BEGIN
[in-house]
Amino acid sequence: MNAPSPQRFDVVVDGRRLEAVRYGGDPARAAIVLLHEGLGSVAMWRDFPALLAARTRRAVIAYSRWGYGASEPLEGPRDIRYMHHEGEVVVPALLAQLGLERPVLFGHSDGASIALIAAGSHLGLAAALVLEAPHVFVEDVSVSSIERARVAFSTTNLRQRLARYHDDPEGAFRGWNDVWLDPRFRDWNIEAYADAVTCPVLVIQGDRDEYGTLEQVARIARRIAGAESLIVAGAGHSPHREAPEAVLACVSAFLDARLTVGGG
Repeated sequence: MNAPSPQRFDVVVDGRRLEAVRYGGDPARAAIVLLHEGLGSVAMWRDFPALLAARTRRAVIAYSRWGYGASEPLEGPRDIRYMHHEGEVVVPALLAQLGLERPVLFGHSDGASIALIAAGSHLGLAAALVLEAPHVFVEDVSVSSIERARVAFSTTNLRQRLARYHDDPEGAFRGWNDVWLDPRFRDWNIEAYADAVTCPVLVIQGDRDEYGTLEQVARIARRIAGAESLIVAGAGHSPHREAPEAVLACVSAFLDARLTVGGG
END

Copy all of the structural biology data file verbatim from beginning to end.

[in-house]
Amino acid sequence: MNAPSPQRFDVVVDGRRLEAVRYGGDPARAAIVLLHEGLGSVAMWRDFPALLAARTRRAVIAYSRWGYGASEPLEGPRDIRYMHHEGEVVVPALLAQLGLERPVLFGHSDGASIALIAAGSHLGLAAALVLEAPHVFVEDVSVSSIERARVAFSTTNLRQRLARYHDDPEGAFRGWNDVWLDPRFRDWNIEAYADAVTCPVLVIQGDRDEYGTLEQVARIARRIAGAESLIVAGAGHSPHREAPEAVLACVSAFLDARLTVGGG
Repeated sequence: MNAPSPQRFDVVVDGRRLEAVRYGGDPARAAIVLLHEGLGSVAMWRDFPALLAARTRRAVIAYSRWGYGASEPLEGPRDIRYMHHEGEVVVPALLAQLGLERPVLFGHSDGASIALIAAGSHLGLAAALVLEAPHVFVEDVSVSSIERARVAFSTTNLRQRLARYHDDPEGAFRGWNDVWLDPRFRDWNIEAYADAVTCPVLVIQGDRDEYGTLEQVARIARRIAGAESLIVAGAGHSPHREAPEAVLACVSAFLDARLTVGGG